indicate that somewhat tighter control can be achieved in the 32-stage column because of the larger controller gain and smaller integral time.
These predictions are not borne out by dynamic simulations. Figure 7.43a gives results for the two columns with a 20% step increase in feedflow. For this disturbance, the biggest difference between the two columns is in the bottoms impurity. The 44-stage column displays a much smaller transient peak departure from the desired value of 1 mol% propane. Although the response of the 32-stage column is faster, the dynamic deviation is larger.
The explanation for this difference is that there are more trays between the feedpoint and the base (feed stage is 19 and base is 44, giving 25 trays) in the 44-stage column. In the 32-stage column the feed stage is 14 and the base is 32, giving only 18 trays. Therefore the disturbance takes longer to reach the base and the temperature controller has more time to take corrective action.
We could try to advance the general conclusion that having more trays in the column helps the dynamic response. This certainly is the conventional wisdom in distillation control.
However, the response of the system to other disturbances brings this conclusion into question. Figure 7.43b gives results for the two columns with a 20% step decrease in feed-flow. Now the deviation in bottoms composition is larger in the 44-stage column and the response is quite slow.
It should be remembered that a reflux to feed ratio is adjusting the reflux flow to the top of the column as soon as the feed flowrate changes. The change in reflux affects the control tray quickly because it is only eight stages down in both columns. For an increase in feed flowrate, the increase in reflux starts to reduce the temperature on the control tray, and the temperature controller increases the heat input, which affects the bottoms composition quickly. So the bottoms composition is being affected by three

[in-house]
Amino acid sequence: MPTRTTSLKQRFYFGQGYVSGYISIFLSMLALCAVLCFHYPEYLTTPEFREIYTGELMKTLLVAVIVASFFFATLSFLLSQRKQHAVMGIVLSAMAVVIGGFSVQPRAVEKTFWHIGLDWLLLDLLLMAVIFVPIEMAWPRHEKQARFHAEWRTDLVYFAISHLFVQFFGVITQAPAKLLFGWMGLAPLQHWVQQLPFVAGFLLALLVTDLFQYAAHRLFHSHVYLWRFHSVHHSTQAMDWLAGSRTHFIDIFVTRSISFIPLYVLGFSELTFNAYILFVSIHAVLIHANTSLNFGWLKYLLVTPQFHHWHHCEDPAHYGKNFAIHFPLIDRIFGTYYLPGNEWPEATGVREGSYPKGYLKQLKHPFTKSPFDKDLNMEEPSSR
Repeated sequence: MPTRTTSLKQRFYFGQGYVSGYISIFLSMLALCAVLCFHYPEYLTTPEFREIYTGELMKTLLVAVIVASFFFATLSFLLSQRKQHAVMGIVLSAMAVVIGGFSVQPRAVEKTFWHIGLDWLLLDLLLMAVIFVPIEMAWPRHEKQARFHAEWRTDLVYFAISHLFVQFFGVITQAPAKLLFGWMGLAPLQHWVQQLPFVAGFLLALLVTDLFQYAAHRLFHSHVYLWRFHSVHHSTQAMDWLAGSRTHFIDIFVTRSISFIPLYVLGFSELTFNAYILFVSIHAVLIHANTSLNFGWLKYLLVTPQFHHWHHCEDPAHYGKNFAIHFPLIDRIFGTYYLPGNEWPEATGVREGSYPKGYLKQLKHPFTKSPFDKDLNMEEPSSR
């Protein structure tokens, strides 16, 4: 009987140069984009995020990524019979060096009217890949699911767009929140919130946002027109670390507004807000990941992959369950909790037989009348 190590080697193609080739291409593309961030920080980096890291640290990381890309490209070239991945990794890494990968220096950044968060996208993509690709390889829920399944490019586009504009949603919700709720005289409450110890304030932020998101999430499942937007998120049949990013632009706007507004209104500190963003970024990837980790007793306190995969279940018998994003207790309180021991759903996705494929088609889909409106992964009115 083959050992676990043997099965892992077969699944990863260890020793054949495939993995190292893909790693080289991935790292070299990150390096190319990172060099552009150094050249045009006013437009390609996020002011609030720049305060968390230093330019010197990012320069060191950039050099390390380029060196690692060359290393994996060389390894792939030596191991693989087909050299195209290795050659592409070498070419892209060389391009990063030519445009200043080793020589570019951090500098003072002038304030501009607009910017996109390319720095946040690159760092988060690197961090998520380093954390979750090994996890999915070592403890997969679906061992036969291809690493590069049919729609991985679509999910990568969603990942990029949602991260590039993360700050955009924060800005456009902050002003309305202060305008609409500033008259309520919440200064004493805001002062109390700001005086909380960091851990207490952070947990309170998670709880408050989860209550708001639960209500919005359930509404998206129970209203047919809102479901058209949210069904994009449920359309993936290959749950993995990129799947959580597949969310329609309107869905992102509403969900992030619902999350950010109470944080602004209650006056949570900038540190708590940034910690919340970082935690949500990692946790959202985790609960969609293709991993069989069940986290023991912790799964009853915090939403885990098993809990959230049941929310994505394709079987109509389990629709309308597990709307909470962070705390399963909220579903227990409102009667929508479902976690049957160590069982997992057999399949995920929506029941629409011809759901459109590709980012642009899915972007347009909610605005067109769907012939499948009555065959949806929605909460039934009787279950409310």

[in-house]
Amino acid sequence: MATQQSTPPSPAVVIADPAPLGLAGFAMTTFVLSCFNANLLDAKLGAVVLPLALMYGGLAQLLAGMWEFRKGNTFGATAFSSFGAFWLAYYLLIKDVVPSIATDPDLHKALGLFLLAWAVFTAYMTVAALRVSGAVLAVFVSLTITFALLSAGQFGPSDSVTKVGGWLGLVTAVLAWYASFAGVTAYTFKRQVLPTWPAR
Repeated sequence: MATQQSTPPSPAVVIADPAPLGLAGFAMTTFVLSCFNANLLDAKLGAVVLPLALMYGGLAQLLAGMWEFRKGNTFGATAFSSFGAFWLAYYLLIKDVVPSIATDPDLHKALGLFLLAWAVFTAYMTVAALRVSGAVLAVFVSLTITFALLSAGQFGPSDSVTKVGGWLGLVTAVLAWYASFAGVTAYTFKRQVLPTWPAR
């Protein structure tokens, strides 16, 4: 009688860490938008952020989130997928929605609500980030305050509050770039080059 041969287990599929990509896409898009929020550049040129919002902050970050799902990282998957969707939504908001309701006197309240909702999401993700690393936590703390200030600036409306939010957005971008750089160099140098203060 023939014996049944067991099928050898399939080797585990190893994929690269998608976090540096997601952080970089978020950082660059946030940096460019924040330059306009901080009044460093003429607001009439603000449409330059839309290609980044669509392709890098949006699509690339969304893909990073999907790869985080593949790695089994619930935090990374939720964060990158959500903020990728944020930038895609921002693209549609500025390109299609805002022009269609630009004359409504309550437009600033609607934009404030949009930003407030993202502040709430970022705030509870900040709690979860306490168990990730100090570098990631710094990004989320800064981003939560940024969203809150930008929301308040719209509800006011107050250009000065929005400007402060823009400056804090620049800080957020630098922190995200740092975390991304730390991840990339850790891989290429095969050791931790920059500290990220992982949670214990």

inputs: the feed flowrate, the reflux flowrate, and the reboiler heat input. These inputs all have different timescales in terms of the time when they affect the bottoms composition. The net effect is difficult to predict. This demonstrates the usefulness of a rigorous dynamic simulation.
Figure 7.44 gives results for a feed composition change. The difference between the two columns is quite small. There are no changes in reflux or feed flowrates. So the variables affecting bottoms composition are the feed composition and the vapor boilup changes that result from the feed composition affecting the control tray temperature. Note that the energy consumption in the 32-stage column is higher than that in the 44-stage column.
These results demonstrate that distillation column dynamics are not as simple as one might expect, even in this ideal VLE system. The dynamic interplay between the effects of disturbances, measurements, and manipulated variables can lead to some unexpected and counterintuitive results.
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